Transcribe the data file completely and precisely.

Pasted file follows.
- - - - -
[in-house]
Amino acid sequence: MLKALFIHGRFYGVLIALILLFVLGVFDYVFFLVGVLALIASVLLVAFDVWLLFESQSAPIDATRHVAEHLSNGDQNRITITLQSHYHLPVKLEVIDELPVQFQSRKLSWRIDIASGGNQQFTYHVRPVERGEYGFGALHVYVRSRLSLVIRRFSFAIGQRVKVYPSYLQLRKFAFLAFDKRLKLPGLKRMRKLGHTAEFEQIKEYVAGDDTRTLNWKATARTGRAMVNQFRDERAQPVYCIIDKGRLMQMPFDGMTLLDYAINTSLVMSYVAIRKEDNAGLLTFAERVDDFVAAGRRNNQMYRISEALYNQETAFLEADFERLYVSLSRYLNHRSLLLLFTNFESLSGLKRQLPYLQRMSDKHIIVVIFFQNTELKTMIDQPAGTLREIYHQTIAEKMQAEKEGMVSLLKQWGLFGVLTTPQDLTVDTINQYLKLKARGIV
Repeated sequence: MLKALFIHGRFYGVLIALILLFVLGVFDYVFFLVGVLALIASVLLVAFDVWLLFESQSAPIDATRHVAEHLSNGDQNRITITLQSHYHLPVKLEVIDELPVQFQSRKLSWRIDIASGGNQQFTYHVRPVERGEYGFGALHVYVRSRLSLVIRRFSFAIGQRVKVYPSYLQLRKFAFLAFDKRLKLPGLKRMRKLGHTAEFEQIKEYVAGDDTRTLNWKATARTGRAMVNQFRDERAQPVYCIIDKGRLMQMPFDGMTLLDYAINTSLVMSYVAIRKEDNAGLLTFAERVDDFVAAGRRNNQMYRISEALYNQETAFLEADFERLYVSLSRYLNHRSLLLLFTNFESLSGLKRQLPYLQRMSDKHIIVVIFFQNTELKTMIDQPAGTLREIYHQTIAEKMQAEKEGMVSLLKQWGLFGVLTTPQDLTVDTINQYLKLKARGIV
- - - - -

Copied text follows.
[in-house]
Amino acid sequence: MLKALFIHGRFYGVLIALILLFVLGVFDYVFFLVGVLALIASVLLVAFDVWLLFESQSAPIDATRHVAEHLSNGDQNRITITLQSHYHLPVKLEVIDELPVQFQSRKLSWRIDIASGGNQQFTYHVRPVERGEYGFGALHVYVRSRLSLVIRRFSFAIGQRVKVYPSYLQLRKFAFLAFDKRLKLPGLKRMRKLGHTAEFEQIKEYVAGDDTRTLNWKATARTGRAMVNQFRDERAQPVYCIIDKGRLMQMPFDGMTLLDYAINTSLVMSYVAIRKEDNAGLLTFAERVDDFVAAGRRNNQMYRISEALYNQETAFLEADFERLYVSLSRYLNHRSLLLLFTNFESLSGLKRQLPYLQRMSDKHIIVVIFFQNTELKTMIDQPAGTLREIYHQTIAEKMQAEKEGMVSLLKQWGLFGVLTTPQDLTVDTINQYLKLKARGIV
Repeated sequence: MLKALFIHGRFYGVLIALILLFVLGVFDYVFFLVGVLALIASVLLVAFDVWLLFESQSAPIDATRHVAEHLSNGDQNRITITLQSHYHLPVKLEVIDELPVQFQSRKLSWRIDIASGGNQQFTYHVRPVERGEYGFGALHVYVRSRLSLVIRRFSFAIGQRVKVYPSYLQLRKFAFLAFDKRLKLPGLKRMRKLGHTAEFEQIKEYVAGDDTRTLNWKATARTGRAMVNQFRDERAQPVYCIIDKGRLMQMPFDGMTLLDYAINTSLVMSYVAIRKEDNAGLLTFAERVDDFVAAGRRNNQMYRISEALYNQETAFLEADFERLYVSLSRYLNHRSLLLLFTNFESLSGLKRQLPYLQRMSDKHIIVVIFFQNTELKTMIDQPAGTLREIYHQTIAEKMQAEKEGMVSLLKQWGLFGVLTTPQDLTVDTINQYLKLKARGIV